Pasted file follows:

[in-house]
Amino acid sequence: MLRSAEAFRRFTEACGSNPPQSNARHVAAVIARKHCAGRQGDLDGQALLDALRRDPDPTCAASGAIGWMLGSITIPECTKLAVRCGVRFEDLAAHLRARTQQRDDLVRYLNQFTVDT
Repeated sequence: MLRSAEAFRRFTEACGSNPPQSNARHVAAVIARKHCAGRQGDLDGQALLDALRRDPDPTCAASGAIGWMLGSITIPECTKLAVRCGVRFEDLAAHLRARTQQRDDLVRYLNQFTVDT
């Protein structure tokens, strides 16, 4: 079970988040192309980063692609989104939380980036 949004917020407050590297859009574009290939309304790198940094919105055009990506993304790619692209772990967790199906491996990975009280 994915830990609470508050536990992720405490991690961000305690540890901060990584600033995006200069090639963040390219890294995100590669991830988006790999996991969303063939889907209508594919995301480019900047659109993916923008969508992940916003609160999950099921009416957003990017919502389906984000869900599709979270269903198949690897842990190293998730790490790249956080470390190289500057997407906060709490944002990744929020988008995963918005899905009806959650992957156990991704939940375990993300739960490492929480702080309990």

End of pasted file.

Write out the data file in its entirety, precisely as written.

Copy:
[in-house]
Amino acid sequence: MLRSAEAFRRFTEACGSNPPQSNARHVAAVIARKHCAGRQGDLDGQALLDALRRDPDPTCAASGAIGWMLGSITIPECTKLAVRCGVRFEDLAAHLRARTQQRDDLVRYLNQFTVDT
Repeated sequence: MLRSAEAFRRFTEACGSNPPQSNARHVAAVIARKHCAGRQGDLDGQALLDALRRDPDPTCAASGAIGWMLGSITIPECTKLAVRCGVRFEDLAAHLRARTQQRDDLVRYLNQFTVDT
């Protein structure tokens, strides 16, 4: 079970988040192309980063692609989104939380980036 949004917020407050590297859009574009290939309304790198940094919105055009990506993304790619692209772990967790199906491996990975009280 994915830990609470508050536990992720405490991690961000305690540890901060990584600033995006200069090639963040390219890294995100590669991830988006790999996991969303063939889907209508594919995301480019900047659109993916923008969508992940916003609160999950099921009416957003990017919502389906984000869900599709979270269903198949690897842990190293998730790490790249956080470390190289500057997407906060709490944002990744929020988008995963918005899905009806959650992957156990991704939940375990993300739960490492929480702080309990």